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People Top 5
LAST UPDATE: Sunday December 21, 2014 02:10PM EST
PEOPLE Top 5 are the most-viewed stories on the site over the past three days, updated every 60 minutes
- June 10, 2013
- Vol. 79
- No. 23
Picks and Pans: Movies
New on DVD
Ethan Hawke, Julie Delpy | R |
When it comes to romantic love, movies prefer it in first flower—like in 1995's Before Sunrise, the film that launched director Richard Linklater's magical series chronicling the bond between two wandering Gen-Xers. This third entry, following their Paris reunion in 2004's Before Sunset, dives heart-first into love's messy aftereffects, and the results are both devastating and beautiful.
This time we catch the pair, now parents of young twins, on the last day of a summer respite on a picturesque Greek island. They negotiate topics small—the ethics of finishing their kid's half-eaten apple while she's sleeping in the backseat—and large, like the nature of human connection in the digital age. Hawke and Delpy (who cowrote the screenplay with Linklater) respond to each other with such easy intimacy that it's impossible to imagine that they haven't spent the last nine years together.
The second half of the film finds them in a hotel suite for what was meant to be a glorious night of romance but ends up in a soul-baring fight as raw and honest as anything you've seen at the movies in years. The epic confrontation will resonate with you long after you've for-gotten the CGI clang of summer.
Now You See Me
Mark Ruffalo, Jesse Eisenberg, Isla Fisher, Woody Harrelson | PG-13 |
Magicians get a raw deal in pop culture, so this caper film's attempt to up their cool quotient is commendable, if ultimately futile. Now You See Me tells the story of a quartet of skilled magicians (Eisenberg, Fisher, Harrelson and Dave Franco) who are recruited by a mysterious benefactor to become a stage act able to pull off elaborate heists in front of spellbound audiences. But corny lines and implausible twists undercut the fun of being fooled. By the time we reach the final eye-rolling reveal, it feels less like hocus-pocus than just plain hokum.
The Kings of Summer
Nick Offerman, Megan Mullally | R |
This wry film - about three teens who ditch their parents and build a house in the woods - may not be overly ambitious, but it's still funny, with real-life couple Offerman and Mullally hilarious as parents. It's fun to watch the boys delight in their scrap-metal manse, but Kings' true charm is that it catches a moment in adolescence and holds it, glowing like a lightning bug in summer.
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INSIDE LLEWYN DAVIS
The Coens' comic exploration of the '60s folk scene, starring Justin Timberlake and Oscar Isaac, won the Grand Prix award.
THE BLING RING
Newcomer Katie Chang dazzled as the leader of a gang of teens who break into celeb homes, with Emma Watson adding spot-on satire.
ALL IS LOST
Screen icon Robert Redford makes a riveting star turn in this dialogue-free tale about a man lost at sea.
Talk about Alexander Payne's follow-up to The Descendents focused on Bruce Dern, who won Best Actor as an alcoholic dad convinced he's won a sweepstakes.
ONLY GOD FORGIVES
While crowds booed this Ryan Gosling crime drama, Kristin Scott Thomas's turn as a drug lord generated plenty of excitement.
The true-life drama about a man (Michael B. Jordan) killed by a transit officer drew a 10-minute ovation.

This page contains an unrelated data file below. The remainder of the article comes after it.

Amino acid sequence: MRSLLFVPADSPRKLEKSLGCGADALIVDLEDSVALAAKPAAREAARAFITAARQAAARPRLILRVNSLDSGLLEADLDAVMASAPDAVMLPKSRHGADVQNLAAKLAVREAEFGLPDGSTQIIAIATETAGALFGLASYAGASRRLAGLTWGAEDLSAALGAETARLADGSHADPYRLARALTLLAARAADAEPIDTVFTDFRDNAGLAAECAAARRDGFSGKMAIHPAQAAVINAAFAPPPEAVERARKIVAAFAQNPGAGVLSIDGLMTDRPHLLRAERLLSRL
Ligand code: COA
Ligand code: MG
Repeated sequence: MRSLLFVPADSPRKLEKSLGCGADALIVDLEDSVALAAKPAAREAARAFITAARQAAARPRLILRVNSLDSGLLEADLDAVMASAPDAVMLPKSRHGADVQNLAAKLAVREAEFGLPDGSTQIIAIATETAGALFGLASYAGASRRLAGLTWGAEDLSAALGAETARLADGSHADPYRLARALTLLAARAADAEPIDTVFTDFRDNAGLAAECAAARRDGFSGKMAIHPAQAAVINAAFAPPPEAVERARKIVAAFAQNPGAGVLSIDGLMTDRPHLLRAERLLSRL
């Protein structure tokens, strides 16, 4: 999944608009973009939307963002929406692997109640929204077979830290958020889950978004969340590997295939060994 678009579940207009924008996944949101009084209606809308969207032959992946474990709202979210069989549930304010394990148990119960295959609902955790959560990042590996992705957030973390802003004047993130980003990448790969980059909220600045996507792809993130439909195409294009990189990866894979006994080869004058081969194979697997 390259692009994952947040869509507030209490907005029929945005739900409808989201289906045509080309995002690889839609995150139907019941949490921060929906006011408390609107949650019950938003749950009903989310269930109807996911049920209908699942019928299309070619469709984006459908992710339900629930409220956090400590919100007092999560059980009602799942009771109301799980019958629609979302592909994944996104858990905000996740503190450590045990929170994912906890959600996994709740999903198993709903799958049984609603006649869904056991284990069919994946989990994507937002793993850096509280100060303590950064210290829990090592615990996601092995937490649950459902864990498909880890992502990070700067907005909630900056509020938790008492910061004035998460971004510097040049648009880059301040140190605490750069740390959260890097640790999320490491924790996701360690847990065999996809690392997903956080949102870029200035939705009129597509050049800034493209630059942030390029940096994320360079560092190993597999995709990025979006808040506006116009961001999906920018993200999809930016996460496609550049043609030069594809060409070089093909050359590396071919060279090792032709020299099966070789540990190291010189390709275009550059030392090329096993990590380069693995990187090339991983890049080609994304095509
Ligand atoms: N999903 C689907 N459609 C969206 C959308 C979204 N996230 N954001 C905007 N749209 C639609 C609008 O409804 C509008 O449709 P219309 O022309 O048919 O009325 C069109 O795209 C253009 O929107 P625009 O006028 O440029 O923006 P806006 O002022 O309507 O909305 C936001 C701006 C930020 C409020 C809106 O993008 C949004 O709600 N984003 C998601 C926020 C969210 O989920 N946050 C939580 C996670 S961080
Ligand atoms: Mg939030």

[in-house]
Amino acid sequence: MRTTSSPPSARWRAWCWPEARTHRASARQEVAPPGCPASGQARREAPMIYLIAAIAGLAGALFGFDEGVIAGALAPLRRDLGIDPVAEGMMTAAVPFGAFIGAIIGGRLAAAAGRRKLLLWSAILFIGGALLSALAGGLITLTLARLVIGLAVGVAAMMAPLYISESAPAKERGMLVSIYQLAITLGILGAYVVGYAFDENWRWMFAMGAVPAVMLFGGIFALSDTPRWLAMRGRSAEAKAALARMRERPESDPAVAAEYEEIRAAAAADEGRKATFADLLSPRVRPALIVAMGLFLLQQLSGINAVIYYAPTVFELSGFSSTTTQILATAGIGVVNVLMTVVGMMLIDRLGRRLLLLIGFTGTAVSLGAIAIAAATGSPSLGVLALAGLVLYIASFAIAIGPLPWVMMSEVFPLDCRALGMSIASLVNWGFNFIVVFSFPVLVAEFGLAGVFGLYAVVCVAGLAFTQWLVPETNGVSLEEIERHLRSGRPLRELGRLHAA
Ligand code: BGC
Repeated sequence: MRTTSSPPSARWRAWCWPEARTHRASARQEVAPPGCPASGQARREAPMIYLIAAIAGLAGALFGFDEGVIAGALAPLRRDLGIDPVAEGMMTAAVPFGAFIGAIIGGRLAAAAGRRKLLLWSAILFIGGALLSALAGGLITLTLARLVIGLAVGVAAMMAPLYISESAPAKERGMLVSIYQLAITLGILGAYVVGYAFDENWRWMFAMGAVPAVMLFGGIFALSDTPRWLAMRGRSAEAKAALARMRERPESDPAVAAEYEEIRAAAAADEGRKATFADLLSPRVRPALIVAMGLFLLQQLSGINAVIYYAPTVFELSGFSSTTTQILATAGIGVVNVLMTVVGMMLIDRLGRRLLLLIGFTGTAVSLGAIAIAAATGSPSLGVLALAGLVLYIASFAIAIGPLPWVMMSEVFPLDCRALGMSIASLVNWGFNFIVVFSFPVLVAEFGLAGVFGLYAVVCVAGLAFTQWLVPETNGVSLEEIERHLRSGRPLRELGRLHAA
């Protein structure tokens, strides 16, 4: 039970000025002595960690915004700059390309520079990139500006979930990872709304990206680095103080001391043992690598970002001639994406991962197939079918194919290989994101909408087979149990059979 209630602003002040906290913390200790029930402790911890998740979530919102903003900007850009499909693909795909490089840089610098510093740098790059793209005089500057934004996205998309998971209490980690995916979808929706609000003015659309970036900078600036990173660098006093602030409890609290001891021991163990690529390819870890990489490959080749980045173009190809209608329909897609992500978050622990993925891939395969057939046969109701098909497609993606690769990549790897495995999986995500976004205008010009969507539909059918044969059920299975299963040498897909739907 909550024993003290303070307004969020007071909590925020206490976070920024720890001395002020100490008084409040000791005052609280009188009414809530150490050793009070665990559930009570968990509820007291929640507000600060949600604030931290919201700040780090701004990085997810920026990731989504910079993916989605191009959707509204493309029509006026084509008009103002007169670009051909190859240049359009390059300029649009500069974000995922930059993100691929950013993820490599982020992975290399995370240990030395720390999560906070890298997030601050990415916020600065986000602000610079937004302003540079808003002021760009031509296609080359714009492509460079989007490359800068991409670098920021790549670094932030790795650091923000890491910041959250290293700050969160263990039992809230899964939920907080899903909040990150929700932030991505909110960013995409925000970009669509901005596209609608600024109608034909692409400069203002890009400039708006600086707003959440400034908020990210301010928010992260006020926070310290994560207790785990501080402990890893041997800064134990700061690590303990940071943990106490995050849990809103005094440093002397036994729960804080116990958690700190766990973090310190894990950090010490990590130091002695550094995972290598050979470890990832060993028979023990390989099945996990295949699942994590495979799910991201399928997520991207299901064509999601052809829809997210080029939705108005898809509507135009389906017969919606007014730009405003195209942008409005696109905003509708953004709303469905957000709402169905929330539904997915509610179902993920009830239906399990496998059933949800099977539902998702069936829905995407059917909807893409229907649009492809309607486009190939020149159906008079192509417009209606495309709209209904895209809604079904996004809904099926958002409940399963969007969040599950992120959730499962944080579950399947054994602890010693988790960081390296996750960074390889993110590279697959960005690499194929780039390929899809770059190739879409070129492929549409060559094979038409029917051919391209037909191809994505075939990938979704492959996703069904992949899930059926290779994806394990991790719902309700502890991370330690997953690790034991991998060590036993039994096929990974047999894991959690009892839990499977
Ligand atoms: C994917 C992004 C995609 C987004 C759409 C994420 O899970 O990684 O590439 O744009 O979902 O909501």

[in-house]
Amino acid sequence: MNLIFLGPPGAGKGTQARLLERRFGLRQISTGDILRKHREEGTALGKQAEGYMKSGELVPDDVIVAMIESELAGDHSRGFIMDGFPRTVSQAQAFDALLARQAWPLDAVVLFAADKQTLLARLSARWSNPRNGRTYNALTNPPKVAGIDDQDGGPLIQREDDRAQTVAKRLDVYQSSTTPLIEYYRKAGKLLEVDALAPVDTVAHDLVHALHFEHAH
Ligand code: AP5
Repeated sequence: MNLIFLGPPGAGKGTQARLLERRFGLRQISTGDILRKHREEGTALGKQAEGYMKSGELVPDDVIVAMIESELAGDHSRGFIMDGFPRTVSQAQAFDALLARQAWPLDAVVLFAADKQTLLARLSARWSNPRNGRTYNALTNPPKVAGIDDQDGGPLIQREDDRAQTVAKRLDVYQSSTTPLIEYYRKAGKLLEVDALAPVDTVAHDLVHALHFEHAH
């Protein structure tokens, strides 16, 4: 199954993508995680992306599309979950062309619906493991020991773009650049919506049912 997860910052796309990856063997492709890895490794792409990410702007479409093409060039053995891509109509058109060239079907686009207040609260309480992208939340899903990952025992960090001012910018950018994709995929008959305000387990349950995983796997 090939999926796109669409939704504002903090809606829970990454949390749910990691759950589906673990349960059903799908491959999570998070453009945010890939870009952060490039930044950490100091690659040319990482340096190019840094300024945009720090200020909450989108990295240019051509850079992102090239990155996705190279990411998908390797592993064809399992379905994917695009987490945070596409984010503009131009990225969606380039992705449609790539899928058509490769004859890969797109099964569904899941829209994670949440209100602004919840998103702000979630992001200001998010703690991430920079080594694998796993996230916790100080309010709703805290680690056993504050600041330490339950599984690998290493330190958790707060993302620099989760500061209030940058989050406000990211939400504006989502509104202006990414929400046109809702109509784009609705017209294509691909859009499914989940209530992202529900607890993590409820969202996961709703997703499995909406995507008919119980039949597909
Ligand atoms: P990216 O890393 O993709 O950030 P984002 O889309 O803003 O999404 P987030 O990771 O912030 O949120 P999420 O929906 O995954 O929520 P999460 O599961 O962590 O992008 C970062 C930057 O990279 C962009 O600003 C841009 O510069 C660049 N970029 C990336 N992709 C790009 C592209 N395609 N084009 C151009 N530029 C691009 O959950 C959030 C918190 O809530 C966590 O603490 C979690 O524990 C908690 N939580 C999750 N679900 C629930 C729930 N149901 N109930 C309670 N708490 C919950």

Just seven months old when he famously hitched a ride strapped to Zach Galifianakis in 2009's The Hangover, scene-stealing Grant Holmquist again brings the cute in The Hangover: Part III. Now 5, Holmquist - who shared screen time with twin sister Avery and six other babies in the first film - had "such a good experience" in III, says his mom, Carrie. "Between takes the guys would be on the floor with him, making him laugh."
Frances Ha explores many themes: friendship, career dreams, love. Could you relate to any of those?
Pretty much all. I came to New York when I was 20, and we shot the film when I was 27. I had that awkward transition between college and career. You're sort of a woman but not really. New York is a struggle. I felt undatable. I still do.
How did your parents, Sting and Trudie Styler, feel when you decided to pursue acting?
I wanted to act since I was a little girl, but I didn't tell anyone. It was sort of my secret. I was really shy as a kid and didn't want to make waves. So my parents were just sort of like, "okay..." because I had never expressed that desire. They were supportive, but they told me I had to study. There was no delusional moment where they led me to believe it would be easy. It's not easy no matter who your parents are.
How do you unwind?
I'm a big foodie. I like to cook pot-luck dinners with my friends. I make a really good rice and quinoa dish. I used to make a good pasta sauce, but my boyfriend at the time called it "slop." So I've sort of lost my confidence in that dish.
Mindless? Sure. But the point of Jason Statham's bloody action films is to give your eyeballs candy while your brain naps. This time he's a double-crossed gangster out for revenge, with gutsy Realtor Jennifer Lopez as his sidekick.
THE LAST STAND
Arnold Schwarzenegger goes all Clint Eastwood on a drug kingpin who's using his souped-up car to race through Sheriff Schwarzenegger's tiny hamlet. Johnny Knoxville as a trigger-happy local makes for surprisingly solid comic relief.
The best of the bunch stars Nicholas Hoult as a lonely zombie who falls for wary but understanding Julie (Teresa Palmer). The DVD packs in a dozen extras, including a sly featurette on Rob Corddry's zombie acting tips.
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